The bichon frise is a small lap dog known for its friendly disposition and affinity for retrieving. They are normally white, although some breeders have begun breeding different colors, such as buff and apricot. Some dogs are born with small tufts of color around their feet and faces. Their curly, thick hair requires regular grooming to prevent matting and an unkempt appearance. Regardless of the hairstyle you choose, you will need to brush your dog's hair at least once daily and remove mats if they develop. If your dog is frequently matted, it may indicate you should choose a different hairstyle.
In the first couple of months, a bichon frise's hair may not be fully grown in and it can be difficult to achieve show dog hair styles. Most owners opt instead for a puppy cut. The hair is cut with scissors to the length of about one inch all over the body. Because of the coarse hair texture, your dog will still require regular brushing to prevent mats, but this style makes brushing much less cumbersome. Some owners opt to add bows to the top of their dog's head after giving a puppy cut.
Shaving a bichon frise can help keep her cool, eliminate mats and help you avoid tiresome fur maintenance. The fur is shaved along the body and feet and either shaved or clipped very closely around the face. Because the breed has light skin that is prone to sunburn, your dog will require sunscreen if she is going to be out in the sun for extended periods of time, and her fur will begin to grow back in two to six weeks.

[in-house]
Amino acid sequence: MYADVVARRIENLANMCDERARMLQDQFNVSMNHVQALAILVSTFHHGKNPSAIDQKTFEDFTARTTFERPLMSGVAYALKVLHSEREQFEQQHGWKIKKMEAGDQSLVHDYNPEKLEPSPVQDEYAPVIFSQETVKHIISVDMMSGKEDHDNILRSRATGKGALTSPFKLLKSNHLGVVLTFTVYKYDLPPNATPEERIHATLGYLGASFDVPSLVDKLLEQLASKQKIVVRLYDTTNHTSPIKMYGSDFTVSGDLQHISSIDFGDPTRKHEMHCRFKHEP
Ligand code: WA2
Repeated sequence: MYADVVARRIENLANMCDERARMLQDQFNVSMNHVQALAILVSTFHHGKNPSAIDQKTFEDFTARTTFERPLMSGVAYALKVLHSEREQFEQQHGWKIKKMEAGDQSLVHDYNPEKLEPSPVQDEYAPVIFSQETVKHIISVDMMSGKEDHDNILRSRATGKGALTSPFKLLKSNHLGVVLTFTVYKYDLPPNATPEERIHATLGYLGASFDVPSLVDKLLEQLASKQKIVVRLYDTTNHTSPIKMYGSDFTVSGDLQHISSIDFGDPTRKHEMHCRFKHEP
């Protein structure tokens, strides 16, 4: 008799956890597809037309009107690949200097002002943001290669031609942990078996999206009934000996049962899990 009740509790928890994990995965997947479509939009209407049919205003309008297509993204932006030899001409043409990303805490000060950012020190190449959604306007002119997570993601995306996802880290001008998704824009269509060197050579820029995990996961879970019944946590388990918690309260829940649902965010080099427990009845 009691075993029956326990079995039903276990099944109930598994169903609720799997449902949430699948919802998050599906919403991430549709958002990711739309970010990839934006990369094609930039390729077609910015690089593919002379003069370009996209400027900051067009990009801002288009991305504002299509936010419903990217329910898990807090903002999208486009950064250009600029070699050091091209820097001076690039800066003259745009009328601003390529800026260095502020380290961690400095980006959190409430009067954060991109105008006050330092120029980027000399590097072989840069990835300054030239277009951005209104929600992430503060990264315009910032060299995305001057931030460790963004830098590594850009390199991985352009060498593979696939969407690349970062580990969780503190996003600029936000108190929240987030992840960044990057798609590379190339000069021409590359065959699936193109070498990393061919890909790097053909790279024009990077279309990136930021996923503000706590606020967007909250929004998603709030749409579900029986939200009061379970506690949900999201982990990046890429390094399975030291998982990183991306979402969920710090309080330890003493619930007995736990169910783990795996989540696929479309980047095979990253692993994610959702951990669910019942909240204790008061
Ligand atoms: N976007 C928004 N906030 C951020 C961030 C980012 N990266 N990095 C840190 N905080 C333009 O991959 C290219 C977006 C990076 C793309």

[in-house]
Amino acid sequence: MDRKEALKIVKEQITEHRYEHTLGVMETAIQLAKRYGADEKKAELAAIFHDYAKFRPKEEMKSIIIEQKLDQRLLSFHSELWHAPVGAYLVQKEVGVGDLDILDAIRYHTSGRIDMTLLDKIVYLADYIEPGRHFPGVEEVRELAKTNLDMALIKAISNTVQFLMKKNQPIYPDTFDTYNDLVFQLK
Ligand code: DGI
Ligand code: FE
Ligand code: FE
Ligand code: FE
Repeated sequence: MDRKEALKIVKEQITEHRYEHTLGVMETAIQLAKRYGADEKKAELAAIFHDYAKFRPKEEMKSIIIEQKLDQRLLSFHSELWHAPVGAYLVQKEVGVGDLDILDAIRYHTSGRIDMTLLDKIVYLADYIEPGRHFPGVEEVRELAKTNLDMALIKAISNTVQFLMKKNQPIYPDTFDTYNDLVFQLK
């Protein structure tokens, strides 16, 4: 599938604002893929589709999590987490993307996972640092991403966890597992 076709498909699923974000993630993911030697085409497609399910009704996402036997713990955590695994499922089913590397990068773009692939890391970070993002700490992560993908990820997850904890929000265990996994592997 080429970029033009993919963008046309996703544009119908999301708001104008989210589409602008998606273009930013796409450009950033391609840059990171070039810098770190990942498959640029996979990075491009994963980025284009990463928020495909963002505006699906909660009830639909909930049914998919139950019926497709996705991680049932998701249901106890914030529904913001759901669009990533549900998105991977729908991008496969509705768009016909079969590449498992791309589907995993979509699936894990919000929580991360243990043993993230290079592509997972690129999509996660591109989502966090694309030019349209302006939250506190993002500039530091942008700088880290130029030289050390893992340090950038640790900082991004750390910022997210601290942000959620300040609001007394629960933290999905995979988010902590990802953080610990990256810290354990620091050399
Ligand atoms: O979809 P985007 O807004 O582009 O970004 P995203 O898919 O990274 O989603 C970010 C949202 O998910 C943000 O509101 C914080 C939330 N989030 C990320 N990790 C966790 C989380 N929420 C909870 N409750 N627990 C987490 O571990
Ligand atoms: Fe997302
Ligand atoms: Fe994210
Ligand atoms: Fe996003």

Show Dog Clip
The show clip is the style required for show dogs, but owners without show dogs may choose this style for a dramatic, glamorous look. The hair all over the body is trimmed with scissors to about two inches and brushed or combed to prevent mats. The hair around the face and on top of the head is kept long and combed downward, with a tuft of hair on top of the head. The hair around the face, neck and ears is trimmed to blend in with the longer hair on the head.
Many owners take advantage of the bichon frise's white hair and dye the hair bright or unusual colors such as pink or blue. If you opt to dye your dog's hair, have a professional groomer do it and only use non-toxic, pet-safe dyes. Other owners choose to braid sections of the hair, especially around the face, and add bows. While some owners like putting rhinestones and glitter in their dogs' hair, these styles are generally not safe because they pose a choking hazard and glitter can irritate your dog's eyes and nose.
- Bichone Frise; Richard G. Beauchamp
- Bichone Frise; Juliette Cunliffe
- Bichon image by Olive from Fotolia.com